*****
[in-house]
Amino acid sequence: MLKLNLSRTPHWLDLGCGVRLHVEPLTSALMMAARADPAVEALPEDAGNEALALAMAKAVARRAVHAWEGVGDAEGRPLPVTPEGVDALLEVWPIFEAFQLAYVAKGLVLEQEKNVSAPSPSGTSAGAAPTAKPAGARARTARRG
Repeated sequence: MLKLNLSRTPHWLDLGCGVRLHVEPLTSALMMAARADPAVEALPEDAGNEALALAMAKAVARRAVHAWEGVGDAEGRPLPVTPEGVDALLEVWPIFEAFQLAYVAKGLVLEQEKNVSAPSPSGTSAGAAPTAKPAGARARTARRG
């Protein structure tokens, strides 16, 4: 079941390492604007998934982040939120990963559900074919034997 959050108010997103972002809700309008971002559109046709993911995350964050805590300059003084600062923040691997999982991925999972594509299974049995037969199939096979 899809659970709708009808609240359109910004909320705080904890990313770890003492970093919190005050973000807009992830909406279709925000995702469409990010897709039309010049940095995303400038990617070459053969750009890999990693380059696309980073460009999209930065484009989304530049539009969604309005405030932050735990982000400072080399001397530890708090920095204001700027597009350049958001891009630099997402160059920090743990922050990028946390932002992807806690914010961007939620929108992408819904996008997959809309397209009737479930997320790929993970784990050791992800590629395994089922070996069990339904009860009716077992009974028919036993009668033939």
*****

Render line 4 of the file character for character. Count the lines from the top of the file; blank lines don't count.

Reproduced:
């Protein structure tokens, strides 16, 4: 079941390492604007998934982040939120990963559900074919034997 959050108010997103972002809700309008971002559109046709993911995350964050805590300059003084600062923040691997999982991925999972594509299974049995037969199939096979 899809659970709708009808609240359109910004909320705080904890990313770890003492970093919190005050973000807009992830909406279709925000995702469409990010897709039309010049940095995303400038990617070459053969750009890999990693380059696309980073460009999209930065484009989304530049539009969604309005405030932050735990982000400072080399001397530890708090920095204001700027597009350049958001891009630099997402160059920090743990922050990028946390932002992807806690914010961007939620929108992408819904996008997959809309397209009737479930997320790929993970784990050791992800590629395994089922070996069990339904009860009716077992009974028919036993009668033939």